Online Class: Biology 101
Lesson 1: Introduction to the Study of Biology
Biology, the study of life in all its manifestations, initially focused mainly upon disease and its treatment.
Lesson 2: Scientific Method
All through history, individuals have employed methodologies of science in their attempts to discover new facts about nature. It is generally accepted that science is based upon a productive kind of methodology called the scientific method.
Lesson 3: Characteristics of Living Things
Life cannot be defined in such terms as weight, volume, or wavelength, nor can it be said that life is a liquid, solid, or gas. No doubt this baffling nature of life contributes in large measure to the fascination biology holds for many individuals.
Lesson 4: The Role of Chemistry in Biology
One of the longest standing debates in biology is the question of whether proteins or nucleic acids came first in the evolution of the first forms of life.
Lesson 5: Chemistry Basics
To start from the very beginning, the entire universe is made up of what are referred to as atoms.
Lesson 6: Biochemistry and other Bio-Sciences
Lesson 7: Comparison of Prokaryotic and Eukaryotic Cell Structures
The term prokaryote (“before nucleus”) currently is used in reference to bacteria and a group of simple photosynthetic cells called blue-green algae. Cells of all other organisms contain nuclei and are termed eukaryotes (“true nucleus”).
Lesson 8: Energy Conversion in Eukaryotic Cells
Whether potential energy is made available for work by a reaction, or work is done to transform some other kind of energy into potential energy, some energy is always lost in the process.
Lesson 9: Mendel’s Laws and Modern Genetic Terminology
The observations of Gregor Mendel on heredity in the edible garden pea represent the first disciplined, analytical inquiry into the mechanism of inheritance.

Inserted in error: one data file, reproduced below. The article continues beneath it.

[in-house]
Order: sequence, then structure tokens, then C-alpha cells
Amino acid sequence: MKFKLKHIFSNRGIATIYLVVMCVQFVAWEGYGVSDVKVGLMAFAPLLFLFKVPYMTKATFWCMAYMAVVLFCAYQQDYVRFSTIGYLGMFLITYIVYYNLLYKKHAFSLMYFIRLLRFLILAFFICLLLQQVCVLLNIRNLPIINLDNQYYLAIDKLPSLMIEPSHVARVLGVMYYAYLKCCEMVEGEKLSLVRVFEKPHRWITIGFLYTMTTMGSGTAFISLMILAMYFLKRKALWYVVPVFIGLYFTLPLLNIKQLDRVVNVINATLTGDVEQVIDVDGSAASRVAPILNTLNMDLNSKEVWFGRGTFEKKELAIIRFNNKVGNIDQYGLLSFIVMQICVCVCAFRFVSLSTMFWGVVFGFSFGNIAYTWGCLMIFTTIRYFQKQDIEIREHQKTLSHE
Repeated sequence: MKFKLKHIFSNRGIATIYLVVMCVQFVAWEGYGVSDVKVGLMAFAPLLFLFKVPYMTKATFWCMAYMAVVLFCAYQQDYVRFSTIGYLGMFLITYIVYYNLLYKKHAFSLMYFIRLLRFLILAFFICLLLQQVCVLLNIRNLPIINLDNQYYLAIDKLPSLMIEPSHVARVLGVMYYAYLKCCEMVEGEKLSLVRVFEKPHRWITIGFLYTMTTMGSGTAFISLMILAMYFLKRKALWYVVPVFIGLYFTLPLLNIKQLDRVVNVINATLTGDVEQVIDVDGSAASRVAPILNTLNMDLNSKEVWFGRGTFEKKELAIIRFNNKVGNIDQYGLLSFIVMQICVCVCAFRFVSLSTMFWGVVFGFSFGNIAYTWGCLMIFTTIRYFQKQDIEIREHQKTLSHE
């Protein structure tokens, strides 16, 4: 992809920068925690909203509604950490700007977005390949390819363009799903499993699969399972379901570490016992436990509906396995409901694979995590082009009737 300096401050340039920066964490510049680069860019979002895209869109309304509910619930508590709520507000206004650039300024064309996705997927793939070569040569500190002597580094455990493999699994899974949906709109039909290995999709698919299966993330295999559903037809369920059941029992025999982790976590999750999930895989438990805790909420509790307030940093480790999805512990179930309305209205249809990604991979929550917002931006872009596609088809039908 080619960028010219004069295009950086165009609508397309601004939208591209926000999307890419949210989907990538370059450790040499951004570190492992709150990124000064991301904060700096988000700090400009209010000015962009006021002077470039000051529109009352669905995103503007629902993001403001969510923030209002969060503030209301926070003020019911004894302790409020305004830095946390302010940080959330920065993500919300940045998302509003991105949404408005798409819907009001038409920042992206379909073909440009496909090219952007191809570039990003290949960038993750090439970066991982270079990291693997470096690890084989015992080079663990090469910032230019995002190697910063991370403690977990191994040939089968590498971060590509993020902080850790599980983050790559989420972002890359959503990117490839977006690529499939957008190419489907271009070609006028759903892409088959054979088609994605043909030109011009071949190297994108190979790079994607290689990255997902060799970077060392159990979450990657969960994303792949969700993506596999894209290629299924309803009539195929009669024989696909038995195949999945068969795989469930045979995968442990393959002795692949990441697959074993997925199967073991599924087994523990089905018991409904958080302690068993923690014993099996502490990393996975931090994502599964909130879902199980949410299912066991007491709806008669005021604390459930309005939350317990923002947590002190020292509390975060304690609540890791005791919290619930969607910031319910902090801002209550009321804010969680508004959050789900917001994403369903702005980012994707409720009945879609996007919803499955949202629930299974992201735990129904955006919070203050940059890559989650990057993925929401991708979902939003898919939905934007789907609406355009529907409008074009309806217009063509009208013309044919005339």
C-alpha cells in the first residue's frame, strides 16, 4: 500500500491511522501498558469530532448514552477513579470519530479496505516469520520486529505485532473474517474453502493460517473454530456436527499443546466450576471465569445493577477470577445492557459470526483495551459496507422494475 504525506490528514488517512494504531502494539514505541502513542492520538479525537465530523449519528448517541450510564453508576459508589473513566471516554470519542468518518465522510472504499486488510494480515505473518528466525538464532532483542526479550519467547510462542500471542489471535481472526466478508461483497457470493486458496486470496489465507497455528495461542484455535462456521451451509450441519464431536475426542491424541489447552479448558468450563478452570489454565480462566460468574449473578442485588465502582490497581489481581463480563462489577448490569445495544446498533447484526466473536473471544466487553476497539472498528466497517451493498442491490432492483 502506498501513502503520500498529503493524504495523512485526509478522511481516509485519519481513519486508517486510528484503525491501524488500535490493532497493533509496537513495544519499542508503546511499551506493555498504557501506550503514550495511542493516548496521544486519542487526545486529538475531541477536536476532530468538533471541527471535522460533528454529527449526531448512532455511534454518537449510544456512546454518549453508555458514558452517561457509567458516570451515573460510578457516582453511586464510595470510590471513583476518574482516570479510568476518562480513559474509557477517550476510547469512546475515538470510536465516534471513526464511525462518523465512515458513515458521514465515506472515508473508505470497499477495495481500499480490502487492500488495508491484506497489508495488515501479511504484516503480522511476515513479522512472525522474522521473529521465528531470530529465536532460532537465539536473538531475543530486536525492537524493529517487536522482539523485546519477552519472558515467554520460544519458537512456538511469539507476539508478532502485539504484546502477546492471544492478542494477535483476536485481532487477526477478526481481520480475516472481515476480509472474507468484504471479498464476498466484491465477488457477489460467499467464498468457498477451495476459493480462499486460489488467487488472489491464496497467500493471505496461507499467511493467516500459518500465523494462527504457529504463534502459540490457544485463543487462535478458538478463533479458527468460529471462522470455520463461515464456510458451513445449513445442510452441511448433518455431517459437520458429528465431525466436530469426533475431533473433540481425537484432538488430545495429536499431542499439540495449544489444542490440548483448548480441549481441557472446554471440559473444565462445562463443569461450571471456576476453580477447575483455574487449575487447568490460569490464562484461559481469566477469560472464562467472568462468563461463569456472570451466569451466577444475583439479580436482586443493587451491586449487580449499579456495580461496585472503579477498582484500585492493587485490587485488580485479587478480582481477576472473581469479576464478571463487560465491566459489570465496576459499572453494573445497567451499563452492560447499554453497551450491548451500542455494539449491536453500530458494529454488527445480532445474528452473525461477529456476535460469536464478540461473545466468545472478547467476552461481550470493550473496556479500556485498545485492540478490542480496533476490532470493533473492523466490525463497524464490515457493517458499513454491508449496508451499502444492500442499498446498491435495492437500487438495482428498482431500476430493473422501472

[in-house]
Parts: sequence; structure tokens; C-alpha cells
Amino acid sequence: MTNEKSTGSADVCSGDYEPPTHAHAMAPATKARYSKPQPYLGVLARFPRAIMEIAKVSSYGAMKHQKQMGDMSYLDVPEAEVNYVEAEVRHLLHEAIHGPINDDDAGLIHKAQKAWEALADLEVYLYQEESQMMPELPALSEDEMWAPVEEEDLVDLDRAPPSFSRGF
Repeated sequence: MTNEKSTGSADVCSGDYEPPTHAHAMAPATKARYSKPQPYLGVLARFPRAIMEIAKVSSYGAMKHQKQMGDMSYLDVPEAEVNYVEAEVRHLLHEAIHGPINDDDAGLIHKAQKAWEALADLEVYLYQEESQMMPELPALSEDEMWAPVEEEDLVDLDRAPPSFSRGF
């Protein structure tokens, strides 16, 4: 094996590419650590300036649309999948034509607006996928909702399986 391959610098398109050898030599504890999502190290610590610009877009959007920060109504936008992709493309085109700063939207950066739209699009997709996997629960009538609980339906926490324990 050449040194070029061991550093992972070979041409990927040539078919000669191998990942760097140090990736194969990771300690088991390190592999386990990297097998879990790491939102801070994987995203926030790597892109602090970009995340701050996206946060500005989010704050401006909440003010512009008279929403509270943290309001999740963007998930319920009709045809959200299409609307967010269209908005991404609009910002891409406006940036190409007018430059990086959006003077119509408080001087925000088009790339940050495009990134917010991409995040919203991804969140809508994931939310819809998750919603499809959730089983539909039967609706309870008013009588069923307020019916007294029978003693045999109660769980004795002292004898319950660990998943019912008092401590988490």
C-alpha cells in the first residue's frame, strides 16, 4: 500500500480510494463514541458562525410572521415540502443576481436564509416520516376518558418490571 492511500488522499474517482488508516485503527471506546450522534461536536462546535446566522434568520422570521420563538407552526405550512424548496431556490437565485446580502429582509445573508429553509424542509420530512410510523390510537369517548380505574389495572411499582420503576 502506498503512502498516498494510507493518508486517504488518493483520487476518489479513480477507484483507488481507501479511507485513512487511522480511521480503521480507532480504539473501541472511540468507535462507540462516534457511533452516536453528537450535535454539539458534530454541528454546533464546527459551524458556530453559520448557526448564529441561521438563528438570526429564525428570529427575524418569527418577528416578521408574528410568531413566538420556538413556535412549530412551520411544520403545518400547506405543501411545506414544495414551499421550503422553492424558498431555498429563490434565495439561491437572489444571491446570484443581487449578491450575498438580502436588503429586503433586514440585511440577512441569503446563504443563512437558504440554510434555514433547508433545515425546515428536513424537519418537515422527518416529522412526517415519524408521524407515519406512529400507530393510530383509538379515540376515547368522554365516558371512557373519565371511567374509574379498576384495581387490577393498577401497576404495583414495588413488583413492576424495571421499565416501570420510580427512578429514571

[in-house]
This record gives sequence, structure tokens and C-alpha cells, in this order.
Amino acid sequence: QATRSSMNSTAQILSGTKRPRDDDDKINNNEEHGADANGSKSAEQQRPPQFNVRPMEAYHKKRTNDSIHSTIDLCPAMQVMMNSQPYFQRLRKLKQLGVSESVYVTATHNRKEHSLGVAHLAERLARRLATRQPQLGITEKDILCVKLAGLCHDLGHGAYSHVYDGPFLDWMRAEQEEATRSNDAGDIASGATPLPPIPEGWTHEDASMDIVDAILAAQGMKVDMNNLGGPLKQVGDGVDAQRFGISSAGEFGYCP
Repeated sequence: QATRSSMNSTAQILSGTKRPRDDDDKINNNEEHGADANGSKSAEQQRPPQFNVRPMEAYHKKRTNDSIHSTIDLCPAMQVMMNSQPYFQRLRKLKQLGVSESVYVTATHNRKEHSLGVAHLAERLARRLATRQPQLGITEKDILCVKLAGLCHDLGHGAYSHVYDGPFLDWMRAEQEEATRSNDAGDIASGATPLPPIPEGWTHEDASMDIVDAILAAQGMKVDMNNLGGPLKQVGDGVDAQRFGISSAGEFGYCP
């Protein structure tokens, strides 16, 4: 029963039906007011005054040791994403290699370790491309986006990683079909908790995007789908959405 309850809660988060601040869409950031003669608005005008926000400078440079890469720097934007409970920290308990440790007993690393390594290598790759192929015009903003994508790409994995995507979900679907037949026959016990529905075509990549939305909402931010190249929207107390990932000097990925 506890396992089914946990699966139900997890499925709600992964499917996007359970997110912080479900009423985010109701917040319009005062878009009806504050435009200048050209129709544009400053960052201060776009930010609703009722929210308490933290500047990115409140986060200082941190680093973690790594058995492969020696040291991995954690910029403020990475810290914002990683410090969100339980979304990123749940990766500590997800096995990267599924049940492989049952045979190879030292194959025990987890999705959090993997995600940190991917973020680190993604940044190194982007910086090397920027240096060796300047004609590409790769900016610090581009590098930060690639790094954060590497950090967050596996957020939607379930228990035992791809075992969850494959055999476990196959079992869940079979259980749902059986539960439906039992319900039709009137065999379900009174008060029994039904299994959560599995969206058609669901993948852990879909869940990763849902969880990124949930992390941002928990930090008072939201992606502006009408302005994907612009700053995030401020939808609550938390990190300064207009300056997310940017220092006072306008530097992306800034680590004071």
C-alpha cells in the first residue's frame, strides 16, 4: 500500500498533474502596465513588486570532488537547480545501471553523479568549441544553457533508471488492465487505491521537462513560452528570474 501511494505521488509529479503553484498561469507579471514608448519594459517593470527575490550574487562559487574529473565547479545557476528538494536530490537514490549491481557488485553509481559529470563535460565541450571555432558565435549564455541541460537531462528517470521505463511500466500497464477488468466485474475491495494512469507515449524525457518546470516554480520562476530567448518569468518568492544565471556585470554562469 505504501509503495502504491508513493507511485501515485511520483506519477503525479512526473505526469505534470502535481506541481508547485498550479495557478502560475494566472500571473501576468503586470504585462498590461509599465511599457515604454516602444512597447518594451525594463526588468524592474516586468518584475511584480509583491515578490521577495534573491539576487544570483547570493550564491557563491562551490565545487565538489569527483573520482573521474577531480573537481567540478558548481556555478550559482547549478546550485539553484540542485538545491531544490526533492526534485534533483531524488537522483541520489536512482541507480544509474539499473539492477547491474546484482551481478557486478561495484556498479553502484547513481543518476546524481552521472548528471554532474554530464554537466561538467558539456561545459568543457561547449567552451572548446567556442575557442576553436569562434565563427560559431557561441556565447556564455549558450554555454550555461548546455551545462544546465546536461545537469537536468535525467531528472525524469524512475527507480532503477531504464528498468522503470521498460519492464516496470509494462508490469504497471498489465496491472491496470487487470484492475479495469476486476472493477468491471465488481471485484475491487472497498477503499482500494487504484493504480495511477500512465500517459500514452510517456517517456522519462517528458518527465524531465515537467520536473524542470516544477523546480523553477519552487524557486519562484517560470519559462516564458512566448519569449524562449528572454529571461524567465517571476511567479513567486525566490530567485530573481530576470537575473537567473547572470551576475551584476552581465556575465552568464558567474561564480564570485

Lesson 10: Patterns of Inheritance
Mendel was the first to present evidence for the existence of genes as particulate or material entities.
Lesson 11: Molecular Genetics
It was in 1884 that Eduard Strasburger, Oscar Hertwig, and Walter Flemming first developed the idea that genetic material was carried in what are called chromosomes.
Lesson 12: How DNA and RNA Work
Transcription is the process by which RNA is created. As it has been previously stated, while DNA can self-replicate, RNA cannot.
Lesson 13: Why Genes Matter to You
Your genetic sequence is entirely unique. There is no one else in the world, nor has there been anyone in the history of the world, with the exact genetic sequence you have in your DNA.
Lesson 14: Introduction to the Study of the Origins of Life
There are many different theories about the origin of life, ranging from life originating from spontaneous generation to life beginning in deep sea thermal vents or bacterial life arising from different parts of the universe.
Lesson 15: Fundamentals of Life Origins
The theory of spontaneous generation proposes that life originated from inanimate matter other than seeds, eggs or parents.
Lesson 16: Other Considerations in the Search of Life
Scientists always look for water when they search for life on Earth and in space.